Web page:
1. Tesoro
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    Tesoro Contributing Member Contributor

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    A Thousands Splendid Suns

    Discussion in 'Book Discussion' started by Tesoro, Mar 14, 2011.

    My friend suggested this book by Khaled Hosseini because he is really good in creating strong characters and she said she had learned so much about writing from reading this book that she felt she could apply on her own work. Has someone read this book? I have found my own ex on a second hand book store for 2 euros so im going to read it and im really curious about it. Have any one read any other books that have given you an "Ah! Now i understand everything" -moment about writing/storytelling? It would be interesting to hear your experiences.
     
  2. KillianRussell
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    KillianRussell Contributing Member

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    Khaled Hosseini's debut Kite Runner a masterpiece , simply freakin' epic , however his follow up Ten Gazillon Splendid Suns pales in comparison.
     
  3. Tesoro
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    Tesoro Contributing Member Contributor

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    ok, so i have to read that one too, lol.
    according to you what is it that makes it so great?
     
  4. KillianRussell
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    KillianRussell Contributing Member

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    One of the best books I have read in years. Constant taunt dramatic tension, evocative above 9th grade reading level prose, a twisting plot, complex characters ,a non trite ending.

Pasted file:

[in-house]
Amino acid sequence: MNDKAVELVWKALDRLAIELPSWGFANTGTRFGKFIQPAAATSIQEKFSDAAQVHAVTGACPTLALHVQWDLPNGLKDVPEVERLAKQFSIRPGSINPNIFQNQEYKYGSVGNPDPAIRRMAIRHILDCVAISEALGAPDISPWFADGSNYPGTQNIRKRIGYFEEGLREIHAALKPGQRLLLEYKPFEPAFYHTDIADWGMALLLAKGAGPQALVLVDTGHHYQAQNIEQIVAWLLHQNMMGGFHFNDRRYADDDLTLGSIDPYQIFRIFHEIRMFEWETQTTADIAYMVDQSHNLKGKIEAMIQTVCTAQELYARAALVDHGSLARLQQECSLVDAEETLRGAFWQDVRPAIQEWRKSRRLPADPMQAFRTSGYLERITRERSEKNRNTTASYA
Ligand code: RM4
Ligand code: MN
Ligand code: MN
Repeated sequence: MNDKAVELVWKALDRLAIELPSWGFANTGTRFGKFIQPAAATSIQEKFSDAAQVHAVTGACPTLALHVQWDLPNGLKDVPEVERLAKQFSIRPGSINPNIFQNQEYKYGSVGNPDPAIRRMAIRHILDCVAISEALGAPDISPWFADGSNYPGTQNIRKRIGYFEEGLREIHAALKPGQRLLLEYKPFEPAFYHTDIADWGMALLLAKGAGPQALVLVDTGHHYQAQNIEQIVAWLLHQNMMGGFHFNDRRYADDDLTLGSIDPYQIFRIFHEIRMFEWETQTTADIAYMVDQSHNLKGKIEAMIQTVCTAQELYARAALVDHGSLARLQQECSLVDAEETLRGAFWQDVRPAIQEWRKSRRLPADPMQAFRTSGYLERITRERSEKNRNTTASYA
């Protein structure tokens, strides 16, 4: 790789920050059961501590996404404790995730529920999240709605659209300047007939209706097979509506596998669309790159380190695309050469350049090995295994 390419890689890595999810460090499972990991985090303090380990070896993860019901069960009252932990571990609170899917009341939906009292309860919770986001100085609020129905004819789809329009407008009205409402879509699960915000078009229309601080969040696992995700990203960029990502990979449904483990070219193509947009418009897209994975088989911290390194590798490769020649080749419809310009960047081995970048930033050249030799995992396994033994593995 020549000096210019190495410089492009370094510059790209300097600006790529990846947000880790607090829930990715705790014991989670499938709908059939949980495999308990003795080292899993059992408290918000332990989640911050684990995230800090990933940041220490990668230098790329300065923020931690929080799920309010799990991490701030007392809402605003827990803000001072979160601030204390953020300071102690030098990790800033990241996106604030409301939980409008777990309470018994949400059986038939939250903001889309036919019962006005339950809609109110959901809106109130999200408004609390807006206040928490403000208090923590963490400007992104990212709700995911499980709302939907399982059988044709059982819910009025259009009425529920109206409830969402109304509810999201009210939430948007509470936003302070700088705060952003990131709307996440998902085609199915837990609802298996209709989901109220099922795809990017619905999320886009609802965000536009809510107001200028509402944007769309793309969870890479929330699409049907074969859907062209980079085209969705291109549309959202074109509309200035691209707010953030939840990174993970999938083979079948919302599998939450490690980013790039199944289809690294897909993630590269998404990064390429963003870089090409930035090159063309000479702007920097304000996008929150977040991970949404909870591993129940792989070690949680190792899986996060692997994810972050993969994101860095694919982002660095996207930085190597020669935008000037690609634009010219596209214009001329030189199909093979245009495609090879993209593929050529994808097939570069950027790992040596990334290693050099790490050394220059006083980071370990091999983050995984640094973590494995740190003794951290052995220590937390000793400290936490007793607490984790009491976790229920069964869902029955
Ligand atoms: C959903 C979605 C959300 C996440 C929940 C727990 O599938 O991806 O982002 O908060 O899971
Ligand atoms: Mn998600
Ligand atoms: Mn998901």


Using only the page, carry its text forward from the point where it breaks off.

The books made me examine my ideas about friendship, good and evil, betrayal, redemption
     
  5. Dandroid
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    Dandroid Senior Member

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    a thousand splendid suns didn't grab me as much as the kite runner did, but certainly was a tragic and inspiring commentary on the lives of women in countries that are behind with regard to equality among the sexes...
     
  6. evelon
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    evelon Active Member

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    Same here. I enjoyed reading both, but found Thousand Splendid Suns, in places, a disturbing read. It made a lasting impression which I think good writing should.

    For a while my absolute favourite book, for the way it was written rather the storyline, was God of Small Things. But more recently I read The Book Thief - amazing.
     
  7. Alvaro
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    Alvaro Member

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    I have not read A Thousand Splendid Suns, but I have read The Kite Runner and it didn't really grab me. It surprised me, because everyone I knew who read it raved about it.

    It's a powerful book. I am glad I read it, and it's definitely worth the effort, but it's not for me.

    A.
     
  8. Ratty
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    Ratty New Member

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    Oh wow, A Thousand Splendid Suns.

    I honestly learned so much from that book. The fact that a cried during it says to me that the character development must me so strong in it - I rarely cry unless something tugs and my heart strings.

    Evelon, I'm glad you've read "the Book Thief" as well! Gosh, I love that book. It's ridiculously good. One of those books where you read and think "jeez, why couldn't I have written that?!". Has anyone read "I Am The Messenger" by Zusak as well? I'm wondering whether to get the book or not...
     
  9. Melzaar the Almighty
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    Melzaar the Almighty Contributing Member Contributor